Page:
Then, over time, I found my balance. I found a hair cut that is cute, sexy and strong all at once. A set of clothing that shows off my feminine side, but is also simple and easy to choose in the morning. My make up is there, accentuating my favorite parts, but most people say that I don’t look like I have any make up on. (They may be able to notice if they see me in the morning when I wake up 😛 I found physical activities that make me feel strong and flexible (yoga and running, and in the past strength training and step aerobics). I learned how to recognize the positives in my emotions and empathetic tendencies (although, I admit, still working on that one.)

When I found my balance, I had an “ah-ha” moment. THIS is what it means to be strong woman. Not being more like a man. Not being non-feminine or “neutral”. Not sacrificing my looks and personal strengths because I’m in a mom role now. Being a homeschooler doesn’t mean I need to give up myself and my womanhood.
It’s not just about being a “woman”. It’s about being me. Wherever that lands me. Sometimes that lands me in an arena that is commonly filled with men (online video games, philosophy) and sometimes it’s in an arena usually populated by women (Tupperware, horoscopes, online chatting). And very often in areas that are mixed. Wherever I am, I’m still me.

And that’s what being a hot homeschoolin’ mama is about. Not being afraid to be a woman, yet not being trapped by being a woman either. When you meet a homeschoolin’ mama like this, it’s obvious. You know who I’m talking about. We all have friends who fall in this category. And these are the women who are role models to us all.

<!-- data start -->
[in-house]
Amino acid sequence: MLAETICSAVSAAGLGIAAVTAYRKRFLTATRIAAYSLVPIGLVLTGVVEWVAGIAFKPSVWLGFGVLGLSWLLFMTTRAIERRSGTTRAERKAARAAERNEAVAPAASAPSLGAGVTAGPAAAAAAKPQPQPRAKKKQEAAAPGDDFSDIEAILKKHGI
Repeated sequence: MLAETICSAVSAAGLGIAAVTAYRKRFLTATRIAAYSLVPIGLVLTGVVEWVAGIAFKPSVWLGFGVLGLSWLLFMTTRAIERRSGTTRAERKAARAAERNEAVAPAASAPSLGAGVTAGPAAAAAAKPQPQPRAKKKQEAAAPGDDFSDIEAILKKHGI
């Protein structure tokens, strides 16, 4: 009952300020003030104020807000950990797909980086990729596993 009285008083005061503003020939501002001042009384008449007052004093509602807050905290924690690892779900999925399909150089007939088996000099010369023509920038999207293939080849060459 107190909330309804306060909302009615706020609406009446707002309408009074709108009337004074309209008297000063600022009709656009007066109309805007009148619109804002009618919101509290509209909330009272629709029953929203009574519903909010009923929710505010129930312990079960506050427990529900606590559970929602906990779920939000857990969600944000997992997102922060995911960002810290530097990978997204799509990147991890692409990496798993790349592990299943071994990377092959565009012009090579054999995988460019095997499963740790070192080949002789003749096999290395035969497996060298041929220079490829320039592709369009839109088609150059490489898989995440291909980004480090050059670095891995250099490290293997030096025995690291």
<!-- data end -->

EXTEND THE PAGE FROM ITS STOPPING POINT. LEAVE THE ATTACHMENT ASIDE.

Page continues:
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7 Responses to “Hot Homeschoolin’ Mamas or More Thoughts on Feminist Homeschooling”

  1. gibsongirl247 Says:

    Yes, I know what you mean. I have friends that always look put together not because they are dressed in the latest fashions but because they are comfortable in their own skin.
    I’m working on it. I need to quit listening to what society says I should look like (or act like) and just enjoy the way God made me:)

  2. Sienna Wildfield Says:

    Thanks for writing this article. Rediscovering and/or redefining our feminine flare after we’ve had children is such an important topic! For me, it’s the mama’s that are nurturing themselves through healthy eating, exercising, and a positive outlook that are sources of inspiration. Of course a cute haircut and a little mascara go a long way too! 🙂

  3. lotus Says:

    this entire post caught my eye, because it is one of the things we talk about constantly……have a wonderful day lotus

    http://hermyourvillage.proboards107.com/index.cgi

  4. Kimberly Says:

    Tammy,
    I am really enjoying your blog lately. So, thank you for sharing your thoughts out loud… And, hello! I am appreciating what you have to say.

    People are often surprised to learn that we are homeschooling. I think our appearance does throw many off on that point (we look “normal” I guess). Then, they seem confused when their ideas about who we are–based on those assumptions–don’t match up with what they hear coming out of our mouths in conversation. It’s sort of funny sometimes.